Friday, 19 July 2013

The Challenges of Social Care Inspection

The appointment of Andrea Sutcliffe as Chief Inspector for Social Care at the Care Quality Commission is a highly commendable one. Not only is she knowledgeable about the care sector (see for example http://www.guardian.co.uk/social-care-network/2013/jul/15/what-good-homecare-looks-like) but she also has her own personal experiences to draw upon (http://www.whentheygetolder.co.uk/finding-care-for-older-relatives/) and that combination, along with her naturally open approach, bode well for the future inspection of social care.

Yet that future is strewn with challenges that Andrea first needs to tackle. The general perception of social care is not great and trust in the Regulators has been severely dented over recent weeks. The first challenge will be defining a model of inspection that will ensure poor provision is identified and stamped out yet this model must also reflect the nature of the care sector and the huge variations within it.

Yesterday, for example, the new Chief Inspector for Hospitals, Prof Sir Mike Richards, outlined a model which he frequently referred to as ‘an army’, 20 or more inspectors marching into a hospital to inspect all aspects of care provision and ensure the meeting of standards. Unfortunately, in social care that will not work as, in many instances that many inspectors would outnumber both residents and staff!

The variation in social care is completely different from that of hospitals. Social care covers care homes and home care, it covers care and support for the elderly and care and support for those with learning disabilities, it covers large care providers with 100’s of homes as well as micro providers with just a few beds. Finding a model of social care inspection that fully encompasses the variation while ensuring consistency is, in itself, a challenge.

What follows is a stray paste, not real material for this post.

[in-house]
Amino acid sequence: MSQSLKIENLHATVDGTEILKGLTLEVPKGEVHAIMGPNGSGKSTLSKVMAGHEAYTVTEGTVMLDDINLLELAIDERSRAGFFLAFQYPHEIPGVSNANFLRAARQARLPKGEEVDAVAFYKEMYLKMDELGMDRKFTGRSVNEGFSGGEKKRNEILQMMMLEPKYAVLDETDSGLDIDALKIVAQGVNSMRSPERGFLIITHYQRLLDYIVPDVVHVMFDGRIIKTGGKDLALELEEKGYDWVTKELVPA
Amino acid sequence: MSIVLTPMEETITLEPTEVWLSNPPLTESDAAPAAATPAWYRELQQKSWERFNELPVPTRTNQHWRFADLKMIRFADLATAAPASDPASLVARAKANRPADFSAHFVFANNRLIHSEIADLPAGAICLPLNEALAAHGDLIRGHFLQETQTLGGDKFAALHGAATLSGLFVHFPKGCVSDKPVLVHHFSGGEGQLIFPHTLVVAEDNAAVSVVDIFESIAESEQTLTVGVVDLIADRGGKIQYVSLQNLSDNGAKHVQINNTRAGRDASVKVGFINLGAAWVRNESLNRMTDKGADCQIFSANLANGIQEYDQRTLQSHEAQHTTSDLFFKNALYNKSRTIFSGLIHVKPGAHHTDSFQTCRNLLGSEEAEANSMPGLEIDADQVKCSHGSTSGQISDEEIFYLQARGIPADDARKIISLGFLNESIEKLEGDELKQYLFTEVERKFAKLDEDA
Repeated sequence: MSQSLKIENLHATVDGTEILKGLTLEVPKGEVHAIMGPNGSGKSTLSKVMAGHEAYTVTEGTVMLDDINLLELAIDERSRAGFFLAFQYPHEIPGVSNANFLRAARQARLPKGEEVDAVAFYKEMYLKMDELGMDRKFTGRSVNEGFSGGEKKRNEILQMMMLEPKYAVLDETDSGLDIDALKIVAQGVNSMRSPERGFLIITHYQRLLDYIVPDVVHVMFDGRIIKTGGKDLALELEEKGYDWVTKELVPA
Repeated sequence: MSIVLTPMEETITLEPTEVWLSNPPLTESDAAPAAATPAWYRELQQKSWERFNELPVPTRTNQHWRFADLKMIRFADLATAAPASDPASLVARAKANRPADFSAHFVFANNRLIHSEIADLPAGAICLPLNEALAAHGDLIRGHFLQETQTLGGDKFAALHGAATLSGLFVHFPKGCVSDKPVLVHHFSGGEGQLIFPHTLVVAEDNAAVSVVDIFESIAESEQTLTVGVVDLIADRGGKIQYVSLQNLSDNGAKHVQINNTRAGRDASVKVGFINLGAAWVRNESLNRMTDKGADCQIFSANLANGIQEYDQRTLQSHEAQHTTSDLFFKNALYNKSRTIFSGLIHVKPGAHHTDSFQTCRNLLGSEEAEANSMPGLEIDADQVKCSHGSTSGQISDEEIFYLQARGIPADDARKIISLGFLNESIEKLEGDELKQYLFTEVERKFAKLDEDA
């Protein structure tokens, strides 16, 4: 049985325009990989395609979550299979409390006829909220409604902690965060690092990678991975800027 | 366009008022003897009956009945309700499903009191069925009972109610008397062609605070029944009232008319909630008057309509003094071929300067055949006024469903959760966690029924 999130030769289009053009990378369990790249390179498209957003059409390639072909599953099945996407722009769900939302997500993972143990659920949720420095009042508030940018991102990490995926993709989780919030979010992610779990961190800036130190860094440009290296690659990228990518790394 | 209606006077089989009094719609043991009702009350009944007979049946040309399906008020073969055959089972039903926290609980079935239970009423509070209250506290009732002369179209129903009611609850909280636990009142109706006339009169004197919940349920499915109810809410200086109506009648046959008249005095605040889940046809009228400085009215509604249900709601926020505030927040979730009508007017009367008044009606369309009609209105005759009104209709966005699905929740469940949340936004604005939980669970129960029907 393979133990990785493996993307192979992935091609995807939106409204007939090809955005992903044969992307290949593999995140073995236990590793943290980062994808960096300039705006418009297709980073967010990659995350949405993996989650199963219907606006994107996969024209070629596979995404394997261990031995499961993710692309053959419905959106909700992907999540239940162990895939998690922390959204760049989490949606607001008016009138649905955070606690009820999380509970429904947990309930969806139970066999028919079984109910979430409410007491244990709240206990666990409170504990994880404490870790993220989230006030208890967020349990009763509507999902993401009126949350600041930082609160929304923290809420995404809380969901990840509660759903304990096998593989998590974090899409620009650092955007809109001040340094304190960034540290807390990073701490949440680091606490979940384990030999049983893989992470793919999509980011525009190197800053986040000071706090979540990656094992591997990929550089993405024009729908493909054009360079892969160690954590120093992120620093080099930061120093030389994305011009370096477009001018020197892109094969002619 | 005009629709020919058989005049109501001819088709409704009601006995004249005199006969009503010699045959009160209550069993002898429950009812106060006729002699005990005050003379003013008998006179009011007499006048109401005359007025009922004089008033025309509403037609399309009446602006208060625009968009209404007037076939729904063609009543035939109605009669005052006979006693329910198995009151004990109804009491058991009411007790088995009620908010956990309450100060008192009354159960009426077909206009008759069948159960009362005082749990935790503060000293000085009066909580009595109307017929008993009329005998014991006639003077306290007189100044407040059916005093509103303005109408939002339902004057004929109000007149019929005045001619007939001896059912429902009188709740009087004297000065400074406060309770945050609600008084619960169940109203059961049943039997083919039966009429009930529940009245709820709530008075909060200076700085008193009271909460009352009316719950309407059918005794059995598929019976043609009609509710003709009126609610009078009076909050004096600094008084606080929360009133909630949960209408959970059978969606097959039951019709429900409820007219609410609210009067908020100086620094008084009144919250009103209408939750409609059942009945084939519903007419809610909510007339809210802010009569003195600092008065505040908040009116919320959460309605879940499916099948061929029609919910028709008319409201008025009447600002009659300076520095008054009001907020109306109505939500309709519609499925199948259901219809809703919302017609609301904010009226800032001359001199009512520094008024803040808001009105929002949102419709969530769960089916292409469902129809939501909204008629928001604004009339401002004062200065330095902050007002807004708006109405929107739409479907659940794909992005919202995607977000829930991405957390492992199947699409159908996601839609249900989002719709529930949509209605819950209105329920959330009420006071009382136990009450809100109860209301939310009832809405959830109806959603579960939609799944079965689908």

The Care Quality Commission has recently stated that it intends to have more specialist inspectors and social care could really benefit from this approach. For example recent reports have highlighted training and development issues with Health and Social Care staff and having learning and development specialists as part of the inspection process can help raise awareness of the importance of staff development, encourage providers to focus on training and development and help identify failings where providers fail to implement staff training and development. Similarly specialists in infection control or nutrition could have a significant impact.

One thing that would be good to see, and may well happen given Andrea’s former job, is a focus on best practice information and its application both by providers and inspectors. Resources, for example, from the three main national bodies, Skills for Care, National Skills Academy for Social Care and, of course, the Social Care Institute of Excellence should be routinely be embedded in care practice and those who inspect should also be fully familiar with this in order to ensure inspections are informed. One challenge has always been getting best practice information through to all providers, it is easy for providers to say they don’t have time to look at these things or, in the worst cases, believe they know what they are doing and don’t need any advice. If providers know their inspectors will look at this then they are far more likely to make to time to look at and use this information.

The regulatory framework has increasingly moved toward an outcome based approach, if providers and inspectors do not access the knowledge of what excellent outcomes look like then that system fails.


Undoubtedly, Andrea Sutcliffe has a challenge ahead, one that I am sure she will meet head on, and, ultimately, social care can only benefit by having such an effective leader at the helm.